• The computer is off, put it on (the idea of leaving it on all the time would have been crazy!)


  • It boots into the C:\> prompt, pretty quickly (no logins, single-user!)


  • I run QBASIC, see the screen above

  • I write some small fragment like

    SCREEN 1
    LINE (35, 50) - (100,150), , B
  • I hit run, and see a small rectangle (in the beginning, coming from LOGO, this is most of what I did)


  • I press a key, back in the editor, make some changes, repeat.

Game programming books

The installation of QBasic came bundled with an impressive game that gave the impression that a lot was possible (the code was very spaghetti-zed, but I supposed relatively okay).

(Like this, except in black and white)

At the time there were also a lot of books with games — by which I mean they had programs that you could type out and run (remember how I said everything is “just one large file”?)

I was fortunate my mother could bring these from the library of the school she worked at, and I learnt a lot (okay, questionable, but it definitely felt good) from reading through them.

I was also fortunate that my younger brother (with great patience!) would read aloud each line for me to type in, so we could play the game later.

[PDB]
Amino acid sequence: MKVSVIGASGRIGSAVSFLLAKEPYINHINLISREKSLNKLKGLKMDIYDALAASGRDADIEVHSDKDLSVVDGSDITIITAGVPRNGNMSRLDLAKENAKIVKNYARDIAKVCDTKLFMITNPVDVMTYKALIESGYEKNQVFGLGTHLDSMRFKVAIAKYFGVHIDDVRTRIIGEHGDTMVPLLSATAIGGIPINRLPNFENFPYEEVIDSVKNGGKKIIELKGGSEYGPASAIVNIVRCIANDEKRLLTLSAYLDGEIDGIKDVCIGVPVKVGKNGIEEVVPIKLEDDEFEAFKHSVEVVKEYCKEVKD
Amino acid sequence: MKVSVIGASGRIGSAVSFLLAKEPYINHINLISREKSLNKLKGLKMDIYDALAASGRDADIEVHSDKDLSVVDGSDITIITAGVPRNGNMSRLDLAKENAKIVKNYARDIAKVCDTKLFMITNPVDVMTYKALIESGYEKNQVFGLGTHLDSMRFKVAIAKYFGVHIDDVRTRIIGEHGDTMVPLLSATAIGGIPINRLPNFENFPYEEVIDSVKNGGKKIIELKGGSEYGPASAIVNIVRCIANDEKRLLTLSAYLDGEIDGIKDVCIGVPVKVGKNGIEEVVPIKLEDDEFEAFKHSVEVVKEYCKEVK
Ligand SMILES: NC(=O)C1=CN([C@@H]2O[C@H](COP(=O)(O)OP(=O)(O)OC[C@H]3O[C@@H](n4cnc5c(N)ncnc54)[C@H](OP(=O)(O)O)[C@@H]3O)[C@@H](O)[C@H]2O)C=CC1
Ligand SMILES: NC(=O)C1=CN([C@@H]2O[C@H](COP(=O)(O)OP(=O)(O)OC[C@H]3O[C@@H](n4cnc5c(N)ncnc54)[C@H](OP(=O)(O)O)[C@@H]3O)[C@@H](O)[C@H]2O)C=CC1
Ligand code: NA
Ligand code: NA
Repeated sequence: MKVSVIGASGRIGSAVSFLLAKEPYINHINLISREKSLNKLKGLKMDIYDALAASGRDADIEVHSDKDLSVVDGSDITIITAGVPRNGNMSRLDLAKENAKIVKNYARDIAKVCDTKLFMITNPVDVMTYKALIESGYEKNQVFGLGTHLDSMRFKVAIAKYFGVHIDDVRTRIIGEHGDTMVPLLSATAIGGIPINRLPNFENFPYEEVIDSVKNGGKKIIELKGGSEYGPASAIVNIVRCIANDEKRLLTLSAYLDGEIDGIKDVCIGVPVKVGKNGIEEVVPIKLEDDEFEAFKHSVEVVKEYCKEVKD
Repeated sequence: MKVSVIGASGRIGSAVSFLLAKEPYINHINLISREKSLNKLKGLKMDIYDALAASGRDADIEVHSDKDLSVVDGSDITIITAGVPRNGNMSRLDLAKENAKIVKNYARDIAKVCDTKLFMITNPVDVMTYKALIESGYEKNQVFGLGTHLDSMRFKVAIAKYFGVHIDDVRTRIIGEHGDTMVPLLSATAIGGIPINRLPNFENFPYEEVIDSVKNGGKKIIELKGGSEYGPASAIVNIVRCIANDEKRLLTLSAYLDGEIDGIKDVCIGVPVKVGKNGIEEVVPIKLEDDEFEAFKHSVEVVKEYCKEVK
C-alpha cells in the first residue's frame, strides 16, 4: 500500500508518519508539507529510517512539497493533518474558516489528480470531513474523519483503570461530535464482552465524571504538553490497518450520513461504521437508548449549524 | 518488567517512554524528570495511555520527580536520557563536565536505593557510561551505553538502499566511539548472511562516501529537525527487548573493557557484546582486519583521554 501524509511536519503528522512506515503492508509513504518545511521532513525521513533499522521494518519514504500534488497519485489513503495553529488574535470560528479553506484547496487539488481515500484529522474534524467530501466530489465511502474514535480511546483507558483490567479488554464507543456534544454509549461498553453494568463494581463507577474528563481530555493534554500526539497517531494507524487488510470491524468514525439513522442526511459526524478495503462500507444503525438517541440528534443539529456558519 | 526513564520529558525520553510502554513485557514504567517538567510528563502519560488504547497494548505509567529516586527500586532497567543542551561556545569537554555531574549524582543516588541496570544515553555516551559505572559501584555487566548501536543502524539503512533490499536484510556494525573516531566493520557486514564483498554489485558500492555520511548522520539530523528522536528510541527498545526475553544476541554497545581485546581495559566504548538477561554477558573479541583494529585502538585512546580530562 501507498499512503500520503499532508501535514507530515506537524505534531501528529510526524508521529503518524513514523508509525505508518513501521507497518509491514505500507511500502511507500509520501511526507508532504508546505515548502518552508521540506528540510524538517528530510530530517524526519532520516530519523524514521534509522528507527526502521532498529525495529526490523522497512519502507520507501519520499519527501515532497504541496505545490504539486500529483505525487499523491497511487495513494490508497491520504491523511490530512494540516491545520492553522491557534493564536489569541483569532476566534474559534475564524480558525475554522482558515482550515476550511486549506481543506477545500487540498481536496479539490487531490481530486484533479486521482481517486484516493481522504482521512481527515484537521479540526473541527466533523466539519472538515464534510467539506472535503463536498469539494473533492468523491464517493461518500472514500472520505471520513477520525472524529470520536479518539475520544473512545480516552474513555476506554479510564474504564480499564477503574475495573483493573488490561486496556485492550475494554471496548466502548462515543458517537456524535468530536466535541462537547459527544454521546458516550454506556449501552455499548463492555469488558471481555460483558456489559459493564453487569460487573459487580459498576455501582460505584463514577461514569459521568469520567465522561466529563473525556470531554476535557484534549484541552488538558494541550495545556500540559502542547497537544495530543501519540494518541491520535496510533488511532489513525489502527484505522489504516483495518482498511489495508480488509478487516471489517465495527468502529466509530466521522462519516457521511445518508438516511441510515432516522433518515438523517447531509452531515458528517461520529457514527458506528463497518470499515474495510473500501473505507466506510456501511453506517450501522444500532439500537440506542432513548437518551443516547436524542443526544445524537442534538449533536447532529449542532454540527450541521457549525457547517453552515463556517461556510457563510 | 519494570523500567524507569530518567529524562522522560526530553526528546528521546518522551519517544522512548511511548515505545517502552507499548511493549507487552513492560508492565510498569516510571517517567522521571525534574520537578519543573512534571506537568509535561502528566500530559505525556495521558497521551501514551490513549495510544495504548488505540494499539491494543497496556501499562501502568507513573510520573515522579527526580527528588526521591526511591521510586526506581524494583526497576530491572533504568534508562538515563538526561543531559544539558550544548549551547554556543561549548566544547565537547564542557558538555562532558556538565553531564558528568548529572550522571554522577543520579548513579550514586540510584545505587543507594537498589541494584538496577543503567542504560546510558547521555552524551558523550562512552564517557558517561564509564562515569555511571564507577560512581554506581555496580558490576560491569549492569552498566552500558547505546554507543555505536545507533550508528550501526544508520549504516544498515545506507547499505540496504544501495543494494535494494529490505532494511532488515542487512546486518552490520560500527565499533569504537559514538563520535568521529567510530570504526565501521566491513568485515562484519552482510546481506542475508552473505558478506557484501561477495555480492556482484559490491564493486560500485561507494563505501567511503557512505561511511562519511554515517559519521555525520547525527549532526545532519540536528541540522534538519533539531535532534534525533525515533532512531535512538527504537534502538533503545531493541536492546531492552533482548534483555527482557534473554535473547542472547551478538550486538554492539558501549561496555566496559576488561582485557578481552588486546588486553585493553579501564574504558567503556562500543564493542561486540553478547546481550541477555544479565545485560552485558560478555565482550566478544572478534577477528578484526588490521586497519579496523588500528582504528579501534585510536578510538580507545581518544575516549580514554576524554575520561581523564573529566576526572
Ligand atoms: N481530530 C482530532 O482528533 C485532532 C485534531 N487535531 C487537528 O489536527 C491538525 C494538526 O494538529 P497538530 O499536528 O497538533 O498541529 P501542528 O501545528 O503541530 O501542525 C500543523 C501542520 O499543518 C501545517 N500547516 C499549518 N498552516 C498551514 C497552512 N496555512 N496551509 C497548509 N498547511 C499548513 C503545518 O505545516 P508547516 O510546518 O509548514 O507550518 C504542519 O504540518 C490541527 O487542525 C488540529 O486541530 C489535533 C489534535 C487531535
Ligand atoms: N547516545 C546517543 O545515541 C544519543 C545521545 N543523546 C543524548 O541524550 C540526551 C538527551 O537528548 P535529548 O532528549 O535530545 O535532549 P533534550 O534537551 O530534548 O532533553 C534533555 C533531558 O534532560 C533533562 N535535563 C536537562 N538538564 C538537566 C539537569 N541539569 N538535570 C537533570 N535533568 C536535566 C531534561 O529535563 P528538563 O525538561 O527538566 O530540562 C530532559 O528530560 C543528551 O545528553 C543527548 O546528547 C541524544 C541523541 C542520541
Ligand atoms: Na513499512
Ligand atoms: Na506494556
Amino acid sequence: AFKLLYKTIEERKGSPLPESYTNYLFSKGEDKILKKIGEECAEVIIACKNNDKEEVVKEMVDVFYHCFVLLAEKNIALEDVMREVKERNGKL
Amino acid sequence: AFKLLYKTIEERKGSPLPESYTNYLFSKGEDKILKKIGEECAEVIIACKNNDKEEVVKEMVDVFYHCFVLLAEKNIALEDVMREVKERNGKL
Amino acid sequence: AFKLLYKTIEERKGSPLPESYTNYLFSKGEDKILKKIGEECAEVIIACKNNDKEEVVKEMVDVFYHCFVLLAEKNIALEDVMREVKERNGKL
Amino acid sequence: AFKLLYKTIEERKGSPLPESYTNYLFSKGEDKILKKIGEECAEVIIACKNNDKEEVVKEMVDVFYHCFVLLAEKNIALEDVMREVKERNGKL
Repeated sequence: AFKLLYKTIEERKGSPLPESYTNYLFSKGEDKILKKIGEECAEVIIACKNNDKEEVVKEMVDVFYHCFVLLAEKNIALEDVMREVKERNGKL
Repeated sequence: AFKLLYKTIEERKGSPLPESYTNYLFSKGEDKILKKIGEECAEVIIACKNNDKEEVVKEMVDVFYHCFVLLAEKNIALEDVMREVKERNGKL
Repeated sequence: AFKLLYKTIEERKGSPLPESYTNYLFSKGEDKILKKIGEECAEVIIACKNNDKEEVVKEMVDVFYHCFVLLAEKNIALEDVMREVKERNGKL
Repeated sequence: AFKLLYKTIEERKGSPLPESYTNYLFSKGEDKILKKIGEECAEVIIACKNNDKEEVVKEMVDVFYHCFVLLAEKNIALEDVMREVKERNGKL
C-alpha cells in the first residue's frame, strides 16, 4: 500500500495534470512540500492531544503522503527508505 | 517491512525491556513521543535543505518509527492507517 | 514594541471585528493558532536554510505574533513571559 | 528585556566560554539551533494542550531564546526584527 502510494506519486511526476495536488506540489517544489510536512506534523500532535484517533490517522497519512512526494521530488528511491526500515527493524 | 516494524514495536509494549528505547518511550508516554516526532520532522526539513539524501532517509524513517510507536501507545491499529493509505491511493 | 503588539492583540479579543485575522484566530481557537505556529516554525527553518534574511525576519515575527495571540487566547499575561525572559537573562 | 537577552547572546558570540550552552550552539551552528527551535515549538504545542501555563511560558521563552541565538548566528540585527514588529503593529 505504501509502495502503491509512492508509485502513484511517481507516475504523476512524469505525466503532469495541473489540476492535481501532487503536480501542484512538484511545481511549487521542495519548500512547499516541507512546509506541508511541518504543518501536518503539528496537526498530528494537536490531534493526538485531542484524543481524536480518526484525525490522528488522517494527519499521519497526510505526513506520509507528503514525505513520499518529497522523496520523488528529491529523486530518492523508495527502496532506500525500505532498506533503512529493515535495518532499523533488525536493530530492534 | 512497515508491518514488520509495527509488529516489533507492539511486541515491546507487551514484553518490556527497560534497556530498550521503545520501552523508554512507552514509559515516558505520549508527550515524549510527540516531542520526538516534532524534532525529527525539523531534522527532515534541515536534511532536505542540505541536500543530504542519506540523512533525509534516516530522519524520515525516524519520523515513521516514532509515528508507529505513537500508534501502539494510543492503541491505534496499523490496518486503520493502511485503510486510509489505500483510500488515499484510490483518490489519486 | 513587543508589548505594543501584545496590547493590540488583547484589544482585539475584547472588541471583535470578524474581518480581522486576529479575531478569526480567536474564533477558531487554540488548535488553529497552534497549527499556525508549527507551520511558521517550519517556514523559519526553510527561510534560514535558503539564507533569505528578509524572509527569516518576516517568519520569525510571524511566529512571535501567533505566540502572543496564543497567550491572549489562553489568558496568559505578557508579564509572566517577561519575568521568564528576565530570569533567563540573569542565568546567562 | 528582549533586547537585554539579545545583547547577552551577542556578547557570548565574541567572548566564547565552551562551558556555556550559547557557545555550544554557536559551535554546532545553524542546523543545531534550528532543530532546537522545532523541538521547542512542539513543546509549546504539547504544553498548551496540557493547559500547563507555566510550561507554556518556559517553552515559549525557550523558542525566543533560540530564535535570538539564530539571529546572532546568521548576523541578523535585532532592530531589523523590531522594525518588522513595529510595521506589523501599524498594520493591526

One of these was a Star Trek game, the longest of the bunch, that we painstakingly typed in over several days, slowly making progress page by page (sounds ridiculous as I type this, but … yeah, you had to be there), and inevitably I must have made some small typo somewhere, that was then … impossible to track down, so we were quite dejected when it didn’t work.

However, the opening theme did play, with its signature tune, and that felt good. I should note that there were no speakers, so there was no sound, just a beeper with different frequencies.

I did try to read the source code, and it was essentially a “first RPG”, with an energy level that got depleted by actions, movement in a grid in space, ability to fire phasers and photon torpedoes, all that good stuff.

(I googled it, and … of course there’s a Youtube video for this:


I had seen Windows machines at school, when I finally got a chance to play with one of two computers that had a mouse. All I did was use MS Paint, because moving the cursor, pointing and clicking and seeing dots of color appear was such a novel experience!

Finally, one day, my dad brought a stack of floppies (because that’s how anything got installed) for Windows 3.11. It required baby-sitting the whole install experience, removing and inserting each floppy in the precise order in which they were labelled.


Now, after starting up the computer, at the c:\> prompt, it was possible to run win, and then see a brief splash screen.

(Like this, except in black and white)

After which there would be, well, windows on the screen.